The <i>Addiction</i> archive

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The Addiction archive

Analyses of articles in the journal Addiction published by our partner the Society for the Study of Addiction starting with the most recently published article, totalling today 70 documents.

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STUDY 2018 HTM file
The impact of buprenorphine and methadone on mortality: a primary care cohort study in the United Kingdom

Hickman M., Steer C., Tilling K. et al.
Addiction: 2018, 113(8), p. 1461–1476.
Please come back again soon. This entry is under construction.

STUDY 2017 HTM file
Does paying service providers by results improve recovery outcomes for drug misusers in treatment in England?

Jones A., Pierce M., Sutton M. et al.
Addiction: 2017, 113(2), p. 279–286.
Substance use treatment commissioned on a payment-by-results basis in England has been linked to higher rates of in-treatment abstinence and non-injecting than other commissioning models, but lower rates of treatment initiation and completion. Is this enough to support the policy?

REVIEW 2017 HTM file
Pharmacologically controlled drinking in the treatment of alcohol dependence or alcohol use disorders: a systematic review with direct and network meta-analyses on nalmefene, naltrexone, acamprosate, baclofen and topiramate

Palpacuer C., Duprez R., Huneau A. et al.
Addiction: 2017, in press.
In 2013 nalmefene was authorised for moderating drinking among patients not in need of detoxification, extending pharmacotherapy to less dependent drinkers. Though uniquely authorised for this purpose, this review found other (and probably cheaper) drugs have been just as or possibly more effective, but for none was there high quality evidence.

STUDY 2016 HTM file
Effectiveness of Scotland’s National Naloxone Programme for reducing opioid-related deaths: a before (2006–10) versus after (2011–13) comparison

Bird S.M., McAuley A., Perry S. et al.
Addiction: 2016, 111(5), p.883–891.
In 2011 Scotland became the first country to fund a national policy of distributing the opiate-blocker naloxone to prevent deaths involving opiate-type drugs. According to this evaluation it did prevent deaths where the effect was most likely to be seen – in the weeks after release from prison.

STUDY 2016 HTM file
Effectiveness of a universal internet-based prevention program for ecstasy and new psychoactive substances: A cluster randomized controlled trial

Champion K.E., Newton N.C., Stapinski L.A. et al.
Addiction: 2016, 111, p. 1396–1405.
An online course implemented in Australian secondary schools improved on standard health and drug education by reducing intentions to use new psychoactive substances and in the short-term increasing knowledge about these substances and about ecstasy.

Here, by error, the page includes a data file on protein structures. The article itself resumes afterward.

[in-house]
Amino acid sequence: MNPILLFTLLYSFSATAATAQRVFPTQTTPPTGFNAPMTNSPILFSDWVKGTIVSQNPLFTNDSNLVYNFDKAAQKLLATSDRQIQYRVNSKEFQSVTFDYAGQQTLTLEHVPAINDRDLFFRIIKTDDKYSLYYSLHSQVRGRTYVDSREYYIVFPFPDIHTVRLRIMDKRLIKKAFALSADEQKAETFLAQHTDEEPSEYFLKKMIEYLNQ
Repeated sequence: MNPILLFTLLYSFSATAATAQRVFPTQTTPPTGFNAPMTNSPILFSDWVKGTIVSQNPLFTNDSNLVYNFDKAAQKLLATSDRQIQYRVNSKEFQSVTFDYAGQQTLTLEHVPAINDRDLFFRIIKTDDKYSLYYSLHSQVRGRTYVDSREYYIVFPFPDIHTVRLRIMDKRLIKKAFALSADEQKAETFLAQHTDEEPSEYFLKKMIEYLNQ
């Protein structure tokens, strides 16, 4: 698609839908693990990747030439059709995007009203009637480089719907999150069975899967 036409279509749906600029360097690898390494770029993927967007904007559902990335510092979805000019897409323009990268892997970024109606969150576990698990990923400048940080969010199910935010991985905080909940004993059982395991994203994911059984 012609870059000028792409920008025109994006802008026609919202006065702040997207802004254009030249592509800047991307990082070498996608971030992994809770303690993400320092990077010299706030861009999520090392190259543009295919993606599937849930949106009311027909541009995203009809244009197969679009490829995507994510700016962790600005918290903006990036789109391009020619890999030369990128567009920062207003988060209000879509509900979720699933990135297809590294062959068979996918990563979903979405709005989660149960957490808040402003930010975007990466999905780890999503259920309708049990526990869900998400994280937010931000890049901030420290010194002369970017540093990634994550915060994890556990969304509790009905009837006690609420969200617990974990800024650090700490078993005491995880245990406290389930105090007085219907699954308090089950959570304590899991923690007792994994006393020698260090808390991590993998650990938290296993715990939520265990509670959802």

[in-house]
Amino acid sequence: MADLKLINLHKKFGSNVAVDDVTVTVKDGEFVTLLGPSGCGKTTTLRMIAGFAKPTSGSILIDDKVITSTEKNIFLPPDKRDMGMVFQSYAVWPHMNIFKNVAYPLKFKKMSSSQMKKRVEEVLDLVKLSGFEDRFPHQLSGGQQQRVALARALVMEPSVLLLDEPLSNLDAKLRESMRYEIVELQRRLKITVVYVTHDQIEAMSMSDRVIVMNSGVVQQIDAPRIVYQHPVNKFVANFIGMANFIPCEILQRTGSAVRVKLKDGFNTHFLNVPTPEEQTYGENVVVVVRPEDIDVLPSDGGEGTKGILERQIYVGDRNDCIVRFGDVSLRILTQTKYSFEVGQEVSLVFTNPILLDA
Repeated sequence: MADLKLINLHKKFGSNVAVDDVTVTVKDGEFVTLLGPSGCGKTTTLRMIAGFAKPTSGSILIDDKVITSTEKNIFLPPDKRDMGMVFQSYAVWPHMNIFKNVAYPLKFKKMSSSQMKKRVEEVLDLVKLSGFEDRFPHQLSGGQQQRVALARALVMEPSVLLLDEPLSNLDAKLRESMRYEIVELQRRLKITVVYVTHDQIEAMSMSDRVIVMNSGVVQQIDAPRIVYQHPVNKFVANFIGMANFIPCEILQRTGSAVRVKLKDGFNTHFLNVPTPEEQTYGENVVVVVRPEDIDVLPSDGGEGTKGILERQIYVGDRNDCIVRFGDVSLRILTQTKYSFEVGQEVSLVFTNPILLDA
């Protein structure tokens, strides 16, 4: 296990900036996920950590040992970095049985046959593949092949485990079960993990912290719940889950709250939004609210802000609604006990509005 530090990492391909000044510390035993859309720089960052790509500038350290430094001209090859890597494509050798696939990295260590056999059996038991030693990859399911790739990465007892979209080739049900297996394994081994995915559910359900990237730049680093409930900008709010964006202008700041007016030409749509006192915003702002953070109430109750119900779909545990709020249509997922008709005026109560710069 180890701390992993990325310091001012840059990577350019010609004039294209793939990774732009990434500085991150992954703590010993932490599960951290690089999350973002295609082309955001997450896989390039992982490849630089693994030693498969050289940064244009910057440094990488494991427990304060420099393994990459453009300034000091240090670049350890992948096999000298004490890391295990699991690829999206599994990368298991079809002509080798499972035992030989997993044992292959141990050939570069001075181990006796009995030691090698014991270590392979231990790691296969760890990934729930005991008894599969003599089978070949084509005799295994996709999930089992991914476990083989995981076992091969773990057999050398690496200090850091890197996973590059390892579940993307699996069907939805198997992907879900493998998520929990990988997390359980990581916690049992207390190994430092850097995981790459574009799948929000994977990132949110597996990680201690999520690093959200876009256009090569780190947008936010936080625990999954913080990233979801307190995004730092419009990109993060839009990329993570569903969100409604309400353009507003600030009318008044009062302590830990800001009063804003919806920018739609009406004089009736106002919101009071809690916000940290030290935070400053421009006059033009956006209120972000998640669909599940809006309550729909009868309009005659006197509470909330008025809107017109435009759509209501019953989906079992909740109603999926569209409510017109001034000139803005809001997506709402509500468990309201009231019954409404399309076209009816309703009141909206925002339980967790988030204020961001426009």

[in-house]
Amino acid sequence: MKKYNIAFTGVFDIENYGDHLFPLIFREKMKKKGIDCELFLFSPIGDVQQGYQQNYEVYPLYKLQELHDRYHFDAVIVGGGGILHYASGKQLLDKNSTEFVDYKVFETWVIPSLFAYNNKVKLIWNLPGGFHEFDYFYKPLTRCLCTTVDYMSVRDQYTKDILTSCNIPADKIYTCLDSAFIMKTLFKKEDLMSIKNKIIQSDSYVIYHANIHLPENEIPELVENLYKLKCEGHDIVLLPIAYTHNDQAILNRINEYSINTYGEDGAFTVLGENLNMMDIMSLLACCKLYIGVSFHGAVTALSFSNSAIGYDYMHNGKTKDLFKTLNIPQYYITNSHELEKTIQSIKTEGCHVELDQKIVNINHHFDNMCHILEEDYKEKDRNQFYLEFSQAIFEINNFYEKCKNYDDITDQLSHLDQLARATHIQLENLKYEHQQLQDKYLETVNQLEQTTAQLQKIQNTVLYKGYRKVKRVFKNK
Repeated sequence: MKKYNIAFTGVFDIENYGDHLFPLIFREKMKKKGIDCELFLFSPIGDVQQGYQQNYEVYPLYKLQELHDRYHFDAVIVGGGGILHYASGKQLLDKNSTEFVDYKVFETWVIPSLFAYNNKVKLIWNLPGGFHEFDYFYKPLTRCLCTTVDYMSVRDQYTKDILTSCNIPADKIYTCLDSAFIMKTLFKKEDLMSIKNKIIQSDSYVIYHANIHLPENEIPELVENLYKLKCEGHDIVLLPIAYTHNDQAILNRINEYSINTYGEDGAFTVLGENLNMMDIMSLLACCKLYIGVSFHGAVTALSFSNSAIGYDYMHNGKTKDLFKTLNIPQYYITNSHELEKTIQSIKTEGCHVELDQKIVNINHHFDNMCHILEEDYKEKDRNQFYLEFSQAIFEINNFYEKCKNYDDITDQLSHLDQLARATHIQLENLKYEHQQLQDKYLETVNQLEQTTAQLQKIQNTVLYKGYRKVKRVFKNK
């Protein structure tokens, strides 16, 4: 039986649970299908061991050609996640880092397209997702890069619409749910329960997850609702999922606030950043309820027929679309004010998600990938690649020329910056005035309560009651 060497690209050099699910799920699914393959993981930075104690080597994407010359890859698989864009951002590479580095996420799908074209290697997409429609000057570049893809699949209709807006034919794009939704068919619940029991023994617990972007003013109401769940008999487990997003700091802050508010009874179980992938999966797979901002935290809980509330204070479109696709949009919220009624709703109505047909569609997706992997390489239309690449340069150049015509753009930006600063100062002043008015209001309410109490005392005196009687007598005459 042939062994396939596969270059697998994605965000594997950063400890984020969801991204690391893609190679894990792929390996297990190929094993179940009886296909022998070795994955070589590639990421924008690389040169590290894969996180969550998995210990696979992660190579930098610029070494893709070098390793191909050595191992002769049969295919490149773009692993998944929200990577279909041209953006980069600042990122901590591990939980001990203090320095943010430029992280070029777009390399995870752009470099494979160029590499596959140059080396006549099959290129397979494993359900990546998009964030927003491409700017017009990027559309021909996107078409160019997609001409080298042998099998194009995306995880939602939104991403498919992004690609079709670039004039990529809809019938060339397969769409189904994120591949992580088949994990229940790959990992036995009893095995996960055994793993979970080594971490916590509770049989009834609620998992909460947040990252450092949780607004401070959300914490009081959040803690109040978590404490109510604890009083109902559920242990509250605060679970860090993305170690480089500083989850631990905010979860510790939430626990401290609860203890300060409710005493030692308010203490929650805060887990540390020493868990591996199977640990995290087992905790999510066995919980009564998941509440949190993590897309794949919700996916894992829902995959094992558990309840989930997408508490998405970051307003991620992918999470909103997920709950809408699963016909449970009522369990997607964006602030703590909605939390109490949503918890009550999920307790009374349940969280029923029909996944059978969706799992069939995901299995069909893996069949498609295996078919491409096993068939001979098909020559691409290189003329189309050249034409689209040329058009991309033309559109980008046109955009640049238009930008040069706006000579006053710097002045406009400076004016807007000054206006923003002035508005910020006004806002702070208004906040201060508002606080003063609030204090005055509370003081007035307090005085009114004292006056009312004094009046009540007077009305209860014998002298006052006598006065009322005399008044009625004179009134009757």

STUDY 2015 HTM file
The Public Health Responsibility deal: has a public-private partnership brought about action on alcohol reduction?

Knai C., Petticrew M., Durand M.A. et al.
Addiction: 2015, 1000(8), p. 1217–1225.
At the heart of the UK government’s alcohol strategy are ‘Responsibility Deal’ pledges made by alcohol companies, but rather than being prompted by the deal, this report says actions committed to were usually already done or underway. Other sources suggest the process helped forestall a more effective measure – a minimum per unit price for alcohol.

STUDY 2015 HTM file
The impact of paying treatment providers for outcomes: difference-in-differences analysis of the ‘payment by results for drugs recovery’ pilot

Mason T., Sutton M., Whittaker W. et al
Addiction: 2015, 110(7), p. 1120–1128.
A flagship drug treatment policy initiative appears to have backfired in England, where the government’s pilot payment-by-results schemes seem to have led to fewer successful completions of treatment and more prospective patients declining treatment.

STUDY 2015 HTM file
Are the Public Health Responsibility Deal alcohol pledges likely to improve public health? An evidence synthesis

Knai C., Petticrew M., Durand M.A. et al.
Addiction: 2015, 1000(8), p. 1232–1246.
Even if fully implemented, pledges made by alcohol companies under the ‘Responsibility Deal’ for England would be unlikely to significantly affect consumption or health, judge the deal’s evaluators. Instead, other sources suggest they helped forestall a more effective measure – a minimum per unit price for alcohol.

REVIEW 2015 HTM file
A comparison of the efficacy of brief interventions to reduce hazardous and harmful alcohol consumption between European and non-European countries: a systematic review and meta-analysis of randomized controlled trials

Elzerbi C., Donoghue K., Drummond C.
Addiction: 2015, 10(7), p. 1082–1091.
Amalgamation of results from relevant studies finds that in high-income nations brief alcohol advice to emergency or primary care patients remains effective whether trials take place in European or non-European drinking cultures and health service contexts. Impacts were however small and may not be duplicated in routine practice.

STUDY 2015 HTM file
Risk of mortality on and off methadone substitution treatment in primary care: a national cohort study

Cousins G., Boland F., Courtney B. et al.
Addiction: 2015, 111, p. 73–82
Primary care methadone patients in Ireland were nearly four times more likely to die during periods out of treatment; the first few weeks after leaving were the peak risk period. The study’s support for unbroken, long-term treatment runs counter to recent UK government policy.

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